Police Caught Off Guard by Memo About Possible ISIS Attack

Pattaya Beach in a December 2014 file photo.

BANGKOK — Several high-ranking police officers said they only learned about an internal police memo that 10 Islamic State militants may be on the loose in Thailand from the media.

Police officers in Pattaya and Phuket – the two tourist destinations named in the Special Branch Police memo as possible attack targets for the alleged militants – said they knew little about the document, which was issued Nov. 27 and leaked to the media Thursday night.

The document, classified as “Urgent” and “Secret,” cited an intelligence report from the Russian Federal Security Service, or FSB, that 10 alleged members of the Islamic State terror group had entered Thailand between Oct. 15 and Oct. 31 to conduct attacks on “Russian interests.”


Moscow Warns That ISIS in Thailand to Attack Russian Targets

According to the memo, four traveled to Pattaya, two to Phuket, two to Bangkok and two to unknown destinations.

But Col. Sukthat Pumpanmuang commander of Pattaya City Police Station, said he only found out about the memo from reports in the media. The Special Branch Police did not send the warning to his station, he said.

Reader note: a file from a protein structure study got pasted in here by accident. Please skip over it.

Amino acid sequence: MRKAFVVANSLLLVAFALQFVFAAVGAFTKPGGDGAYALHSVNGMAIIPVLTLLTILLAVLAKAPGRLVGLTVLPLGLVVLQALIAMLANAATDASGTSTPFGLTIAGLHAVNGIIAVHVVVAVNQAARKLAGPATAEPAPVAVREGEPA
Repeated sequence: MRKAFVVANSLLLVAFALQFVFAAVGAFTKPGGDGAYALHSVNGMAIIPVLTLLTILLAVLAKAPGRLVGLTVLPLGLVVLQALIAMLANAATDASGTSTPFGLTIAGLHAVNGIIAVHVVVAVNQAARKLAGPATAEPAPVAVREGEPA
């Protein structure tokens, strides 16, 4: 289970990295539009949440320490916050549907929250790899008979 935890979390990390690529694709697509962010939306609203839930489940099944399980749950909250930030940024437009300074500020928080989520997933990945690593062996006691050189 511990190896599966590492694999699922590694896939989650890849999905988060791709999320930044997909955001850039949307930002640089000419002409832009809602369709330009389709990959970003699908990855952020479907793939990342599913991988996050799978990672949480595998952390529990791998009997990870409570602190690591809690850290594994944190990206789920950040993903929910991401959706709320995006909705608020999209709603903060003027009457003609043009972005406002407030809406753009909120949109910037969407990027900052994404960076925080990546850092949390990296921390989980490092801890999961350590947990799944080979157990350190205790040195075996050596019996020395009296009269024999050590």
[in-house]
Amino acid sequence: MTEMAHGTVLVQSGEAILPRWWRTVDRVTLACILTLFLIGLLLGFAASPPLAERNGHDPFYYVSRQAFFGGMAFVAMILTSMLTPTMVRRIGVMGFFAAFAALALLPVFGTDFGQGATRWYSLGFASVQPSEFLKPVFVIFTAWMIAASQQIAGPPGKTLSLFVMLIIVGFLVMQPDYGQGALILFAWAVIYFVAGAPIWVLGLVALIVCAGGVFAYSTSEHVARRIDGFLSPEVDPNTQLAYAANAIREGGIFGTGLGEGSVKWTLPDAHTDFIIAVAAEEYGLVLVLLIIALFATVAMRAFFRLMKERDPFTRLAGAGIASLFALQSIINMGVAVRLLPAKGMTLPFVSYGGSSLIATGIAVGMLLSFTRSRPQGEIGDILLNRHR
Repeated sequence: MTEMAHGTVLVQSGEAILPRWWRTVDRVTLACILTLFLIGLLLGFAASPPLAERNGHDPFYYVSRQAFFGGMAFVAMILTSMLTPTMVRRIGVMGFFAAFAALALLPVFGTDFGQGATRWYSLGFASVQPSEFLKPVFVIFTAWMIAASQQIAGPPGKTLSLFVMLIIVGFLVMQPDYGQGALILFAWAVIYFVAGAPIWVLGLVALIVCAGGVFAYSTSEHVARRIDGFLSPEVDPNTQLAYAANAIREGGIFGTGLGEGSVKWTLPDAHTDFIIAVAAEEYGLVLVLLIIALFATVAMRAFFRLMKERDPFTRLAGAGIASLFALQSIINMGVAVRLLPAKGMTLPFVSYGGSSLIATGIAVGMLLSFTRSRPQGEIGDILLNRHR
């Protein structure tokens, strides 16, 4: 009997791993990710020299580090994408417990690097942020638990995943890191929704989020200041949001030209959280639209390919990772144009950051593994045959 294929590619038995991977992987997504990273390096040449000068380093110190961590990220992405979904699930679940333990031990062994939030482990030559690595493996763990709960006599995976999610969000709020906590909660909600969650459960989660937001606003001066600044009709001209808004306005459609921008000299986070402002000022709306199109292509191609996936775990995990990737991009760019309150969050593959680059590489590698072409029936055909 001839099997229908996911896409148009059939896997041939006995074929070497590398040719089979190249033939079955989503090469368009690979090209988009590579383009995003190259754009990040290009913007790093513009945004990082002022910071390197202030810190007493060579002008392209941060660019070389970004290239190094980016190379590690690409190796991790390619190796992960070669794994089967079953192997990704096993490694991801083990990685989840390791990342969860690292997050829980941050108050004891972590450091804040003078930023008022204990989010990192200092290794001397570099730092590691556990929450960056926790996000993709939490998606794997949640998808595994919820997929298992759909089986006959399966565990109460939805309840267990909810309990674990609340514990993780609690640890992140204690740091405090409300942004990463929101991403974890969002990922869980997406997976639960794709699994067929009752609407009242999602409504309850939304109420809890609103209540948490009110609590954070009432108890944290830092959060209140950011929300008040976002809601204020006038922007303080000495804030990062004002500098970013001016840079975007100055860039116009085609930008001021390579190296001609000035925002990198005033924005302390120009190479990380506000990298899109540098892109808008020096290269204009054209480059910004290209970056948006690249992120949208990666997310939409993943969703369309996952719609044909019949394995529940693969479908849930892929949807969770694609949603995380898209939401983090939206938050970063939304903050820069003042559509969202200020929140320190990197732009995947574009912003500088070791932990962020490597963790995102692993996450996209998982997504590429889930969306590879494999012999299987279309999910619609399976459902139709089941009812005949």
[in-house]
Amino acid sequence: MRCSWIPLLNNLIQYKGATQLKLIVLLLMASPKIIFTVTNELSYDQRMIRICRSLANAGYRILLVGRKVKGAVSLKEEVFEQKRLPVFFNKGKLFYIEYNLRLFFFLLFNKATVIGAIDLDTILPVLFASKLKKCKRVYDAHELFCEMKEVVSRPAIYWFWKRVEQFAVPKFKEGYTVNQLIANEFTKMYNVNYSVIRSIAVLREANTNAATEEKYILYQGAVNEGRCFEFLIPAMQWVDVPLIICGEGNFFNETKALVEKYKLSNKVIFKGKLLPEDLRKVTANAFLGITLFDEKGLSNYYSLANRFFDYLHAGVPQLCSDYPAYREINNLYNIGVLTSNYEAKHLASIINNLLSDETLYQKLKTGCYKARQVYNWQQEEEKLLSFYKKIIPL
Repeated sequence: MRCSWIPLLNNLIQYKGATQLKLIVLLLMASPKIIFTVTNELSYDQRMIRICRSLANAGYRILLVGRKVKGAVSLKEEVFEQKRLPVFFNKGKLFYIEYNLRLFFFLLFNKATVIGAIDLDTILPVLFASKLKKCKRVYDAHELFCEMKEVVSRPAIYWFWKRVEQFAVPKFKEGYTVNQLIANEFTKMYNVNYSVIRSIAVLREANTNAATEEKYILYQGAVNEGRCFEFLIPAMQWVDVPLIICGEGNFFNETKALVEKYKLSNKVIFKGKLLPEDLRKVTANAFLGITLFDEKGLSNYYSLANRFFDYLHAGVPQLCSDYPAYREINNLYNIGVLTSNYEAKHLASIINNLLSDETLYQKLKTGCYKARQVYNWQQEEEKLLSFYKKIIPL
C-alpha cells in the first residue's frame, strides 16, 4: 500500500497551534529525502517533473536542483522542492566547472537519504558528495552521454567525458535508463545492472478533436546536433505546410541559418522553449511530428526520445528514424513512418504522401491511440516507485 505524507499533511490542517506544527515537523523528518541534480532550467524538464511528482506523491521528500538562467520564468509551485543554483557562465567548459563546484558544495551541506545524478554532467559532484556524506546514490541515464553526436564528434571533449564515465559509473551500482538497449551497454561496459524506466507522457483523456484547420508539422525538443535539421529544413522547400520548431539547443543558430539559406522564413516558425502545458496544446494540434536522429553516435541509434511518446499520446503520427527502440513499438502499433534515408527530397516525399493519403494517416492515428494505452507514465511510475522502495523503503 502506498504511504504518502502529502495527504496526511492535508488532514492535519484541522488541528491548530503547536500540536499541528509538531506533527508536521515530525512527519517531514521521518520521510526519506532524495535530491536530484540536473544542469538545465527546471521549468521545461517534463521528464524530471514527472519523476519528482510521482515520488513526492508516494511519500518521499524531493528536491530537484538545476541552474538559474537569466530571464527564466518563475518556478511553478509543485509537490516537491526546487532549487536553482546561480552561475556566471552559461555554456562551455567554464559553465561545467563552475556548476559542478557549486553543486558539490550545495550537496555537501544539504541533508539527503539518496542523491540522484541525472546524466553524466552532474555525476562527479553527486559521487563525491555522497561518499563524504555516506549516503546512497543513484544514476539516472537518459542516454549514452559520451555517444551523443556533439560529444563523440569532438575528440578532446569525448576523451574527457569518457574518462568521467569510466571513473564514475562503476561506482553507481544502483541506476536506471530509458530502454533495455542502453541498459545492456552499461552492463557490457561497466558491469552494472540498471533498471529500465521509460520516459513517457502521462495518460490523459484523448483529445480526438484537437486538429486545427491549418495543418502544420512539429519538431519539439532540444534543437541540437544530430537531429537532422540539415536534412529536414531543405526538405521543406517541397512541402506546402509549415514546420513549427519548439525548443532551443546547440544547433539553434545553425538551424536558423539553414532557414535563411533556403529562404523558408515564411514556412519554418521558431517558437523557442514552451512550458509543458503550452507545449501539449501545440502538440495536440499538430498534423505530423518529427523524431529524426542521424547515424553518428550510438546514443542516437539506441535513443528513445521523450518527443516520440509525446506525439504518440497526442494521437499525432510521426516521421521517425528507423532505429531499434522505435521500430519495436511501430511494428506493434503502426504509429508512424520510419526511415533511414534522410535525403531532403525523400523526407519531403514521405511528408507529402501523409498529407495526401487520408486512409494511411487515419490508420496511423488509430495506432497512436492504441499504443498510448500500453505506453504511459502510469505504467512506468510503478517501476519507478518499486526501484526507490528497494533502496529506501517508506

“We have no further information than what is in the letter,” Col. Sukthat told Khaosod English. He also suggested that the report about the 10 Syrians on the loose in Thailand mentioned in the letter “could be just rumor.”

Asked whether police will beef up security in Pattaya – a popular destination for Russian tourists – Sukthat said, “We are already operating at the highest security.”

Responding to an inquiry from a second reporter, Sukthat said Pattaya police were taking additional security measures in response.

Peerayuth Karajedee, acting commander of the police force in Phuket, another popular Russian destination, simply said he had no information about the warning and declined to answer further questions.

Even the new deputy commander of the Special Branch Police, the intelligence arm of the Thai police force, said he wasn’t aware of the memo because it was signed by another officer before he took up the post.

“I didn’t sign that document. I haven’t even seen the actual copy of it,” said the deputy commander, Pittaya Sirirak.

The officer who signed the document, Sarawuth Kanpanich, could not be immediately reached for comment.

Possibly in response to the leaked memo, Immigration Police issued an internal memo last night urging all units to tighten security measures for ID inspection to prevent Islamic State members from causing incidents in Thailand.

Meanwhile, Banpot Poonpian, a spokesman for the national counter-insurgency agency, said it's up to the Special Branch Police to confirm the authenticity of the document to the media.


Maj. Gen. Banpot, of the Internal Security Operation Command, said he’d like to stress that Thailand "is not an enemy of any country,” and advised the media to be cautious in reporting about the Special Branch memo.

"Every national security agency already has measures to carry out its missions," he said. "And I think that news about national security that doesn't get confirmed in facts may cause society to be overtly concerned."

Additional reporting Sasiwan Mokkhasen